Feature | June 12, 2014

3-D Angiography Helps Identify Hidden Coronary Lesions

In symptomatic patients, 3D-QCA can help pinpoint potentially problematic blockages and reduce treatment variation

Charles Laham, M.D., FACC, FRCPC, FSCAI, principal investigator of the IQ-CATEGORIZE Lesions study

June 12, 2014 — Three-dimensional imaging known as 3-D quantitative coronary angiography (3D-QCA) accurately identifies hard-to-see coronary artery lesions that merit further evaluation, according to the IQ-CATEGORIZE Lesions study presented as a late-breaking clinical trial at the Society for Cardiovascular Angiography and Interventions (SCAI) 2014 scientific sessions in Las Vegas.

In patients with symptoms or tests suggestive of coronary artery disease but visibly underwhelming disease on angiography, variation in how the angiogram is interpreted can lead to wide variation in treatment and concerns of over- or under-treatment. This new study evaluates reliability of 3D-QCA as a simple tool to determine lesion severity.

Interventional cardiologists routinely use the caliber of the coronary catheter to determine stent size. In 3D-QCA, a 3-D image is created in a similar way, by using the catheter’s size in two or more angled views to create a proportionate 3-D image.

To evaluate 3D-QCA’s accuracy, researchers reviewed 131 suspicious lesions in 79 patients. They compared average minimum coronary channel (or luminal) diameter (MLD) from two angulated views to the in-lesion percent plaque area stenosis (%PAS), a proven and highly accurate measure taken by intravascular coronary ultrasound (IVUS), which uses an ultrasound catheter probe to view a blockage in cross section.

Prior studies using IVUS have established %PAS >67 percent in left main arteries and >70 percent in non-left main arteries as accurate measures of blockage severity. However, %PAS is less commonly used than other severity measures because it requires additional equipment to be passed down an artery. 3D-QCA has potential advantages, because its 3-D images are constructed using standard coronary angiogram images without need for additional imaging or equipment. 

In this study, researchers used a 6 French = 2 mm catheter severity cutoff for small (2.6-3.0 mm) and medium-sized (3.1-4.5 mm) vessels, and an 8 Fr or 2.67 mm cutoff for left main or large (>4.5 mm) vessels. They found average MLD’s less than the cutoffs measured by 3D-QCA were highly predictive of %PAS results. In small and medium vessels, 3D-QCA was highly accurate in predicting severe %PAS >70 percent, which is likely to indicate severe disease (93 percent accuracy in small vessels and 97 percent accuracy in medium vessels). In left main and large vessels, 3D-QCA reliably distinguished severe %PAS >67 percent and >70 percent (94 percent accuracy in left main and 92 percent accuracy in large vessels).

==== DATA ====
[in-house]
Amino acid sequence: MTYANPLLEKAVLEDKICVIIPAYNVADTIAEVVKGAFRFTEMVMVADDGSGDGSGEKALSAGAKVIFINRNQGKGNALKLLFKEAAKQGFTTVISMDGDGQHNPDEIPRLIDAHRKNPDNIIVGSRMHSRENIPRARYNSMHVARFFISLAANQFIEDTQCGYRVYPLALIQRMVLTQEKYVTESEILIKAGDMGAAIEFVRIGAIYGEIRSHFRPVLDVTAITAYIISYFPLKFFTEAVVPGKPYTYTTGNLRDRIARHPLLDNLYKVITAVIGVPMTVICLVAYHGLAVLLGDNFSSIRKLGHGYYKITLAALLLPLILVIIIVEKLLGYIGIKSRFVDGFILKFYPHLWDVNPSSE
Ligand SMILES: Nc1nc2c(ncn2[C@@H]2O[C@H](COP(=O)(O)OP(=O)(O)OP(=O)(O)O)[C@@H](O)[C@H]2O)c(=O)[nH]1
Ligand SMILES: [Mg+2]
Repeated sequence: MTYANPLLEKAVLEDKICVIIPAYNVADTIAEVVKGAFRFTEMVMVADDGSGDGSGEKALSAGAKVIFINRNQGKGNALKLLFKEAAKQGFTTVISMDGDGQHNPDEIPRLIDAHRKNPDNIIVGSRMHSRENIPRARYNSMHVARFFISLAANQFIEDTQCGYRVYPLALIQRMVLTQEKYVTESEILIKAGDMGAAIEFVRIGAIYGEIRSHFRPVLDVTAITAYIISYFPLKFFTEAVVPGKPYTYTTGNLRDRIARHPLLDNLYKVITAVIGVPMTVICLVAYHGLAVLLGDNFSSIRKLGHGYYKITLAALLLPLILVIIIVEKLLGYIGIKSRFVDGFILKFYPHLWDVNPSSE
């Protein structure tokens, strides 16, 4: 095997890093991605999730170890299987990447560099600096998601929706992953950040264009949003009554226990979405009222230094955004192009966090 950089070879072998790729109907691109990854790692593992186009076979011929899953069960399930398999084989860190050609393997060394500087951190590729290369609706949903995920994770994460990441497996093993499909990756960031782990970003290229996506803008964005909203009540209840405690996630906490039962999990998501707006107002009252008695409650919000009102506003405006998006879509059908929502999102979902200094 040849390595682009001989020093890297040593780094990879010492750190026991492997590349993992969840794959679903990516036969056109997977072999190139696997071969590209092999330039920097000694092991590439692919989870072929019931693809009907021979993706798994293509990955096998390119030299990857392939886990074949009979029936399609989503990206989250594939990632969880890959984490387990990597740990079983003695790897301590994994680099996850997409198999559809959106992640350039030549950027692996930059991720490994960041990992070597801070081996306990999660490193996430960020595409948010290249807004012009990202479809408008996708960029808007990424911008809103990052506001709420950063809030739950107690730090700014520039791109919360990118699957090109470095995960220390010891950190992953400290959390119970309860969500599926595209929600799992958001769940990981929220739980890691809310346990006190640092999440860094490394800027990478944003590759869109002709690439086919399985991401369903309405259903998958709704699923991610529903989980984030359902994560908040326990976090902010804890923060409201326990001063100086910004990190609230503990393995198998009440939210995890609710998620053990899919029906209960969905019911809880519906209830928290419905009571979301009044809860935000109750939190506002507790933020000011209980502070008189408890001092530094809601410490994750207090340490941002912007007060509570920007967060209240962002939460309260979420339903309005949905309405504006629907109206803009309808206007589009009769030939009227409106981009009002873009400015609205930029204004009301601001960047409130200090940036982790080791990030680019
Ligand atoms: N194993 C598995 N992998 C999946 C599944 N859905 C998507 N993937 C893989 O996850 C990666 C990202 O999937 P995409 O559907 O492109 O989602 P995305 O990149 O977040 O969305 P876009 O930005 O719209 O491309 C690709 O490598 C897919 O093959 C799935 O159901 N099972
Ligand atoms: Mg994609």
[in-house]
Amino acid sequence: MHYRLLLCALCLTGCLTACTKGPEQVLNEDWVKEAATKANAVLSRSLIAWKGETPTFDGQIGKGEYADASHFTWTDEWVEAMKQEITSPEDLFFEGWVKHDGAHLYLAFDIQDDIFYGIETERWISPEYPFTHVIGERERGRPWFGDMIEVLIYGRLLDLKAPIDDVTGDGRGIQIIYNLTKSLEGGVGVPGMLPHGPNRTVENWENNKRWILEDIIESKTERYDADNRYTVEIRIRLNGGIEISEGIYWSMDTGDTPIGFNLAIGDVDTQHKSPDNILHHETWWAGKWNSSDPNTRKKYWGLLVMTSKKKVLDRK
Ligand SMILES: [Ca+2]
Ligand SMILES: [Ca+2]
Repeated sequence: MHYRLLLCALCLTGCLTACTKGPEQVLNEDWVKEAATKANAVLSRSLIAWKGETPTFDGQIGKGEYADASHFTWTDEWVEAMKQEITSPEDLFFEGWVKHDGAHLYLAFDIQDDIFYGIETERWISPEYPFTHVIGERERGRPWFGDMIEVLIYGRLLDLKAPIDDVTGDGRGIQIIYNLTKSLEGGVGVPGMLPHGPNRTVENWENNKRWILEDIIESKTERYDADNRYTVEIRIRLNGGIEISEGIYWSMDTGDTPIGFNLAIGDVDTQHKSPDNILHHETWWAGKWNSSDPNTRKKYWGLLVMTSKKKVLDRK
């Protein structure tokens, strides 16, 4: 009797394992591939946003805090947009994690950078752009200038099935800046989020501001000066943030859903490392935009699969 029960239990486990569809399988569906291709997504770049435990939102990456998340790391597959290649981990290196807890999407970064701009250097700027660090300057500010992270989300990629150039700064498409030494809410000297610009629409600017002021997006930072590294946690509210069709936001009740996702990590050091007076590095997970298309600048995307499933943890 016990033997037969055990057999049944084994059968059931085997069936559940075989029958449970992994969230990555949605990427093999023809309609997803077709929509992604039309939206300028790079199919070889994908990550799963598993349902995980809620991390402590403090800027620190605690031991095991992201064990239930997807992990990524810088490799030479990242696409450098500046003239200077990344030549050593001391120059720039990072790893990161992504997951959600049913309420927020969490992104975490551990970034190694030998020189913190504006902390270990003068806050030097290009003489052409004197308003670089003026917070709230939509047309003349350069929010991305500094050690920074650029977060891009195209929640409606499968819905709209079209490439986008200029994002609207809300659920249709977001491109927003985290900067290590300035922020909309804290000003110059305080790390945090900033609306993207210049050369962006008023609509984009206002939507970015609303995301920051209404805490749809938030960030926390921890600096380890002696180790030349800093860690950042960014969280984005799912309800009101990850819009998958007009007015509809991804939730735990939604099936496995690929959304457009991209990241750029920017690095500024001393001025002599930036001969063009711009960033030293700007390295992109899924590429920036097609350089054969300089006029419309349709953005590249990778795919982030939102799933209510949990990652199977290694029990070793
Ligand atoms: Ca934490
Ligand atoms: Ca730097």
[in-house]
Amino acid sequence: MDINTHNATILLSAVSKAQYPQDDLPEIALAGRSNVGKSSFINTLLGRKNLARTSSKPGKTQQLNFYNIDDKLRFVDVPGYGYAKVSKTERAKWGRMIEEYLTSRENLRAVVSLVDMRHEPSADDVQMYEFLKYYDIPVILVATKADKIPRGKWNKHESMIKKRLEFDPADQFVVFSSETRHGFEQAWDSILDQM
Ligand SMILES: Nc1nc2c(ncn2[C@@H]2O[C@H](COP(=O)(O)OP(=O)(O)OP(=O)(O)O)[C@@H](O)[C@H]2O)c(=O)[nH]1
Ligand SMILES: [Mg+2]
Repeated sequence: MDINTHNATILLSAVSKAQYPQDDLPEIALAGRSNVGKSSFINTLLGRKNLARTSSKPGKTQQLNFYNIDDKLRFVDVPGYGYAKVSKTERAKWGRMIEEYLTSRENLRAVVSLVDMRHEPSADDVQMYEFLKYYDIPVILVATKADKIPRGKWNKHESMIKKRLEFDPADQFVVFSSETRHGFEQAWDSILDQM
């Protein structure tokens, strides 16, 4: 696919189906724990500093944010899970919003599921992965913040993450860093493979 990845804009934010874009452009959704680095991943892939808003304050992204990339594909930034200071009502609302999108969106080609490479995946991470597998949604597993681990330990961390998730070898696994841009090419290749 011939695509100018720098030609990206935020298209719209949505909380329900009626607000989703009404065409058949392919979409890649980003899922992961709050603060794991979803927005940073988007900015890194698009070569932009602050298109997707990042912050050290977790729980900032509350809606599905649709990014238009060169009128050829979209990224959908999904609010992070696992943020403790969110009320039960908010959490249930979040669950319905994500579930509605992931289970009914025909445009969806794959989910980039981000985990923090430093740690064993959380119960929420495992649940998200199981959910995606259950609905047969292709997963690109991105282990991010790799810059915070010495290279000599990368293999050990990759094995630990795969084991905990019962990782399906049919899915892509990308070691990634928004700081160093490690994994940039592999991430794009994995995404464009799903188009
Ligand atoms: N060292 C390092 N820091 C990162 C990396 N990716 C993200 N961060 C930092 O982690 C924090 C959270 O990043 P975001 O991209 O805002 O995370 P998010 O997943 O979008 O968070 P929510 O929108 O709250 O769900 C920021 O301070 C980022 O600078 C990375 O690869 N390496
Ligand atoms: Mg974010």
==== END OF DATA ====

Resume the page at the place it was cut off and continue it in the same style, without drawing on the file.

“In symptomatic patients, 3D-QCA using the cutoffs established in this study helps determine the location of relevant severe suspicious blockages that may warrant treatment,” said Charles Laham, M.D., FACC, FRCPC, FSCAI, principal investigator of the study. “3D-QCA appears to be a simple yet reliable tool to help interventional cardiologists distinguish which occult lesions should be further evaluated. The technique can help improve patient care, while reducing variation in care.”

For more information: www.scai.org

Related Content

biomimics, 3D stent
News | Peripheral Arterial Disease (PAD)| August 28, 2015
August 28, 2015 — PinnacleHealth CardioVascular Institute enrolled the first patient in Pennsylvania and second in th
iFR, FFR, Philips, Volcano
News | Cath Lab| August 28, 2015
August 28, 2015 — Philips Healthcare is showcasing its latest cardiology solutions at the European Society of Cardiol
News | Heart Failure| August 28, 2015
August 28, 2015 — BioControl Medical said it has completed enrollment in its INOVATE-HF (INcrease Of VAgal TonE in He
Stent graft, computational fluid dynamics, CFD, stent engineering

In this vector velocity model, brighter colors indicate blood flow acceleration as it passes through a bifurcation. Computation fluid dynamic modeling provides insight on blood flow through and near the walls of the stent graft. Image courtesy of Sanford Health

News | Cath Lab| August 27, 2015
August 27, 2015 — The use of computational fluid dynamics (CFD) modeling has been used for years to better engineer l
News | Cath Lab| August 26, 2015
August 26, 2014 — The Cardiovascular Research Foundation (CRF) announced the late-breaking trials and first report in

Mitral regurgitation viewed under color Doppler. Image courtesy of Toshiba.

Feature | Heart Valve Repair| August 26, 2015
August 25, 2015 — Medtronic announced it entered a definitive agreement to acquire Twelve Inc., a start–up medical de
NuCART, CompView Medical, mobile boom system, cath lab, hybrid OR
Technology | Cath Lab| August 21, 2015
August 21, 2015 — CompView Medical announced the release of the NuCART, a turn-key, all-in-one mobile boom system wit
Corindus, Corpath, radiation dose monitoring, cath lab, vascular robotic system

The Corindus Corpath vascular robotic system.

Technology | Radiation Dose Management| August 19, 2015
Corindus Vascular Robotics Inc. and Unfors RaySafe Inc., a Fluke Biomedical Company, announced a distribution agreement...
Sunshine Heart, COUNTER HF pivotal study, resumes enrollment, C-Pulse, FDA
News | Heart Failure| August 18, 2015
Sunshine Heart Inc. announced an update in late July on its COUNTER HF U.S. pivotal study for the C-Pulse Heart Assist...
corpath, corindus, robotic PCI, robots in the cath lab

The Corindus CorPath robotic system enables precise catheter manipulation in PCI procedures outside of the the radiation field. Buffalo General Medical Center, Buffalo, N.Y

Feature | Robotic Systems| August 17, 2015 | Dave Fornell
In the current healthcare economic climate of evaluating “nice vs.
Overlay Init